At an online event organized by Aberje, an OECD executive, Natura’s head of sustainability, and an expert at King’s Business School agreed that the ESG agenda is advancing in Brazil and globally, but it is still far from ideal
ESG has been in the spotlight for some years. The acronym gained even more strength after the start of the Covid-19 pandemic, with the increased concern of the financial market regarding the risk of adverse impacts due to non-commitment to environmental, social, and governance issues. There is progress in Brazil and worldwide, but more needs to be done.
That was the conclusion of the participants of the debate broadcast free today by Aberje’s YouTube channel. Guests were Robert Patalano, Acting Head of the Financial Markets Division at the OECD; Keyvan Macedo, Sustainability Director at Natura &Co; and Gabriela Gutierrez-Huerter, International Management Expert at King’s Business School.
It was the third and last meeting of the monthly webinar series that began in March to discuss relations between Brazil and the United Kingdom.
Opening the event, Paulo Nassar, CEO of Aberje, emphasized that ESG has been a classic theme in communication and PR in recent years. Moreover, the significant clashes in companies and public opinion are around environmental, social, and governance issues. “The difference is that now the financial market pays a lot of attention to the impacts caused by these issues. The credibility of the narratives is another fundamental point, which is linked to the reports of ESG issues, which become even more relevant due to fake news,” he says.
Like Nassar, OECD’s Robert Patalano highlighted that the issues raised by the ESG are not new. “Forms of ESG have been around for many years. I started working with CSR (Corporate Social Responsibility) and governance assessments 25 years ago. Parts of ESG came from the RSC, but [the acronym] has morphed in many ways. ESG is much more integrated and focused on long-term improvement. It is linked to reputational risks and risks of importance to society and managing those risks over a much longer time. This has strategic implications for companies,” he sats.
According to Patalano, another point is that today societies are much more attentive to the concept of “do no harm”; therefore, companies must be careful with actions that may hurt society. “On the other hand, corporations are also more aware that investors, consumers, and the government will hold them accountable. So, we are making a lot of progress in these areas”, he says.
Progress in ESG in Brazil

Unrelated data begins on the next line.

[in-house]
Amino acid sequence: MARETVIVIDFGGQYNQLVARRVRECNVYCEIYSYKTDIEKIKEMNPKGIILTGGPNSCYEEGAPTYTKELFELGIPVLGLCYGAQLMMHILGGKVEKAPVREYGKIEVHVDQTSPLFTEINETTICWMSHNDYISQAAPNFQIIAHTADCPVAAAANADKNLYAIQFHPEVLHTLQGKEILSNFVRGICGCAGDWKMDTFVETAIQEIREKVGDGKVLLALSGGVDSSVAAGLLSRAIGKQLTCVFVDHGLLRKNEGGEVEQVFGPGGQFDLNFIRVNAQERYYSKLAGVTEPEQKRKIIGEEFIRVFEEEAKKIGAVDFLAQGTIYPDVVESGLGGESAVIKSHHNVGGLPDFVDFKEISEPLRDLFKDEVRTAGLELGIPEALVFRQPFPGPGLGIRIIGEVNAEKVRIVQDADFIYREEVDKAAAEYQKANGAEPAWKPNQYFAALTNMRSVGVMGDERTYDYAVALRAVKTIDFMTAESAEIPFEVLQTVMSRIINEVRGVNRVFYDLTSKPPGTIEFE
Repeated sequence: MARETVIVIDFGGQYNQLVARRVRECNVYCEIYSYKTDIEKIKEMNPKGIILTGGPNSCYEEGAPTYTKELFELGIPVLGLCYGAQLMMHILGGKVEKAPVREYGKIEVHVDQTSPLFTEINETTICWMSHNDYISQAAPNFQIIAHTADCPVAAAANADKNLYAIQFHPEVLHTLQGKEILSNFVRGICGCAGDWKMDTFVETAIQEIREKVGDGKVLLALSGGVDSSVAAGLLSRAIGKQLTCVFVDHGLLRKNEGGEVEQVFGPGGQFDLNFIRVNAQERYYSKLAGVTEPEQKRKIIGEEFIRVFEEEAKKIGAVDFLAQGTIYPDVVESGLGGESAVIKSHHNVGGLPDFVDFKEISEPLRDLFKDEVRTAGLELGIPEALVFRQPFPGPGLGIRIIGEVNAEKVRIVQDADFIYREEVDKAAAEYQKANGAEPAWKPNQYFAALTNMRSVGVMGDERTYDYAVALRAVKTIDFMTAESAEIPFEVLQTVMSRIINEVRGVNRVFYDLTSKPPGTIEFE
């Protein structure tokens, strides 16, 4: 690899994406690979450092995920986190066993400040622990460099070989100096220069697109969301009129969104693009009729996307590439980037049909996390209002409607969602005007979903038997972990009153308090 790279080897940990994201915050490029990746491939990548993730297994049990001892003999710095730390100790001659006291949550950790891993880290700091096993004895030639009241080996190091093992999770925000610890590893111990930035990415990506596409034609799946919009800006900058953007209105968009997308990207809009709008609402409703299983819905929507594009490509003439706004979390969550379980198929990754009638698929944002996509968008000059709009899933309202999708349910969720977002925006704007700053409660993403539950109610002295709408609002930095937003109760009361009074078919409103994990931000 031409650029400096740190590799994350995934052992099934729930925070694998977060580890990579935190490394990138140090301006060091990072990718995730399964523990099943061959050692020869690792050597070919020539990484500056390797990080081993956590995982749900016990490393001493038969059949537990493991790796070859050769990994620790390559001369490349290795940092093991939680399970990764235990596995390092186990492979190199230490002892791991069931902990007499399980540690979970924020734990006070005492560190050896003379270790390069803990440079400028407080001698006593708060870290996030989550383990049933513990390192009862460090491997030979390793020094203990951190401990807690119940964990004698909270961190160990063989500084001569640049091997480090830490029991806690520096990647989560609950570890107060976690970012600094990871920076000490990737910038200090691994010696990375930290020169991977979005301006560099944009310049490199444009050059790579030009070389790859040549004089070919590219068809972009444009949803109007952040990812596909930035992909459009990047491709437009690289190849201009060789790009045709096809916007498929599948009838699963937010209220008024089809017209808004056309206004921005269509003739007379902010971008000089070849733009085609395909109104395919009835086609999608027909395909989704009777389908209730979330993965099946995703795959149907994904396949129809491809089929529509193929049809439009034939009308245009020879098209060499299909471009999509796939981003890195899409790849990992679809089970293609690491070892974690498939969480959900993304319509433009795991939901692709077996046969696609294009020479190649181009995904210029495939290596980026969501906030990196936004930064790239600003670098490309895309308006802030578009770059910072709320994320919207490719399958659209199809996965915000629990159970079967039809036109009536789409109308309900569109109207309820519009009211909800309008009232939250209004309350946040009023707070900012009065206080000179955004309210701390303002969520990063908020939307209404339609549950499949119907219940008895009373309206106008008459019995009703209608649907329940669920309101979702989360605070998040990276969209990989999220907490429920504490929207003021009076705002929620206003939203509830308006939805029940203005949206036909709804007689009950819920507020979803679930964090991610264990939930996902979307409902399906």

For Patalano, Brazil is increasingly embracing the “green agenda” through initiatives such as the new sustainable agenda of the Central Bank (BC), which aims to allocate resources aimed at developing a more sustainable, dynamic, and modern economy. “There is a lot of opportunities for Brazil to take the lead in adopting best practices, and I encourage that,” he says.
For Gabriela Gutierrez-Huerter, from King’s Business School, Brazil has a lot of potential for being rich in natural resources. Still, it needs to resolve issues related to the Governance pillar due to problems with a history of corruption. “Environmental and governance issues will be increasingly on the agenda; investors will demand to know if companies are doing the right thing,” she says.
According to Natura’s Keyvan Macedo, Brazil and all Latin American countries are finally understanding their responsibility on the environmental and social fronts. “Companies realize that if they don’t do this, they won’t sustain themselves in the long run. With the global pandemic, the situation worsens, as we are aware of the sad reality that we still face in Brazil and other countries in the region,” he says.
For Palatano, both companies and the Brazilian government are increasingly committed due to society’s demands. “There is progress, but more needs to be done, ensuring, for example, that information is disclosed with transparency,” he says.
Participants agreed on the relevance of corporate communication to advances in ESG. “Communication is critical, and it needs to be well structured and consistent. Companies must communicate clearly so that society and investors understand what the companies are planning and how they will implement these plans so that they can be evaluated,” says Palatano.
Palatano adds that communication is also an important tool to fight “greenwashing,” a misleading tactic made by organizations that disseminate information about environmental protection.